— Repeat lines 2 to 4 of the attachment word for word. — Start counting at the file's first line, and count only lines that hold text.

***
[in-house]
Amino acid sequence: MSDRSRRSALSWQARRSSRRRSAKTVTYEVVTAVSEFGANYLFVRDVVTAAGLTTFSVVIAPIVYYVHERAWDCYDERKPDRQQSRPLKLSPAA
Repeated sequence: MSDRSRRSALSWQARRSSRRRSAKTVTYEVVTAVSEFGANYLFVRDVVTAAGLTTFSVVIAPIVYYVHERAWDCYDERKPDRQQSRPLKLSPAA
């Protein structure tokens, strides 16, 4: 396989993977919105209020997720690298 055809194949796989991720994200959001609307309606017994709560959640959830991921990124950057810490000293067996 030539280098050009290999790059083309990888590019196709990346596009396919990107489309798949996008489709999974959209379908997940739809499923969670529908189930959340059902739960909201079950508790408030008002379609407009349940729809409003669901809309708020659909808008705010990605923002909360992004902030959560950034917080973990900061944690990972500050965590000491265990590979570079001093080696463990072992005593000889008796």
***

Amino acid sequence: MSDRSRRSALSWQARRSSRRRSAKTVTYEVVTAVSEFGANYLFVRDVVTAAGLTTFSVVIAPIVYYVHERAWDCYDERKPDRQQSRPLKLSPAA
Repeated sequence: MSDRSRRSALSWQARRSSRRRSAKTVTYEVVTAVSEFGANYLFVRDVVTAAGLTTFSVVIAPIVYYVHERAWDCYDERKPDRQQSRPLKLSPAA
């Protein structure tokens, strides 16, 4: 396989993977919105209020997720690298 055809194949796989991720994200959001609307309606017994709560959640959830991921990124950057810490000293067996 030539280098050009290999790059083309990888590019196709990346596009396919990107489309798949996008489709999974959209379908997940739809499923969670529908189930959340059902739960909201079950508790408030008002379609407009349940729809409003669901809309708020659909808008705010990605923002909360992004902030959560950034917080973990900061944690990972500050965590000491265990590979570079001093080696463990072992005593000889008796």